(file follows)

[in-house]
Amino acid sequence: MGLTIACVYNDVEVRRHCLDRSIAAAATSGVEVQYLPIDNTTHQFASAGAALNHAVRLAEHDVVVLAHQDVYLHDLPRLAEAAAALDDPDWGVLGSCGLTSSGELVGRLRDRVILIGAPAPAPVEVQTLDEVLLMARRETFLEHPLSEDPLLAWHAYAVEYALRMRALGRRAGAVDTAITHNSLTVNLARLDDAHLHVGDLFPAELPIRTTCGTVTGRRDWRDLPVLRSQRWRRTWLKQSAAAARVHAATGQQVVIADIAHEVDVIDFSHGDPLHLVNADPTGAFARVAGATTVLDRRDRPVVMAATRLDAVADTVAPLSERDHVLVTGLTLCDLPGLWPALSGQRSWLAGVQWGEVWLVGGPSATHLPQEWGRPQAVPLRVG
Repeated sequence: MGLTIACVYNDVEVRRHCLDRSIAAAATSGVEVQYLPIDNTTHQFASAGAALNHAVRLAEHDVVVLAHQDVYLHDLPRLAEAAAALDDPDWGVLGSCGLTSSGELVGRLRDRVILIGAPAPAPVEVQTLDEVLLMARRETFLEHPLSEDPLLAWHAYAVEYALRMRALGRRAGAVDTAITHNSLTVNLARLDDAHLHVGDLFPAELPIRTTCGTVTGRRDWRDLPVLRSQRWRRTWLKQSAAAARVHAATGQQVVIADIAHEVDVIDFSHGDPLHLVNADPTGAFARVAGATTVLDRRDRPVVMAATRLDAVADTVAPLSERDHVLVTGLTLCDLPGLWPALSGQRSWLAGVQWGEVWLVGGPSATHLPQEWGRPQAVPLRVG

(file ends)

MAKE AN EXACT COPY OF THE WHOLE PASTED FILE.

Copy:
[in-house]
Amino acid sequence: MGLTIACVYNDVEVRRHCLDRSIAAAATSGVEVQYLPIDNTTHQFASAGAALNHAVRLAEHDVVVLAHQDVYLHDLPRLAEAAAALDDPDWGVLGSCGLTSSGELVGRLRDRVILIGAPAPAPVEVQTLDEVLLMARRETFLEHPLSEDPLLAWHAYAVEYALRMRALGRRAGAVDTAITHNSLTVNLARLDDAHLHVGDLFPAELPIRTTCGTVTGRRDWRDLPVLRSQRWRRTWLKQSAAAARVHAATGQQVVIADIAHEVDVIDFSHGDPLHLVNADPTGAFARVAGATTVLDRRDRPVVMAATRLDAVADTVAPLSERDHVLVTGLTLCDLPGLWPALSGQRSWLAGVQWGEVWLVGGPSATHLPQEWGRPQAVPLRVG
Repeated sequence: MGLTIACVYNDVEVRRHCLDRSIAAAATSGVEVQYLPIDNTTHQFASAGAALNHAVRLAEHDVVVLAHQDVYLHDLPRLAEAAAALDDPDWGVLGSCGLTSSGELVGRLRDRVILIGAPAPAPVEVQTLDEVLLMARRETFLEHPLSEDPLLAWHAYAVEYALRMRALGRRAGAVDTAITHNSLTVNLARLDDAHLHVGDLFPAELPIRTTCGTVTGRRDWRDLPVLRSQRWRRTWLKQSAAAARVHAATGQQVVIADIAHEVDVIDFSHGDPLHLVNADPTGAFARVAGATTVLDRRDRPVVMAATRLDAVADTVAPLSERDHVLVTGLTLCDLPGLWPALSGQRSWLAGVQWGEVWLVGGPSATHLPQEWGRPQAVPLRVG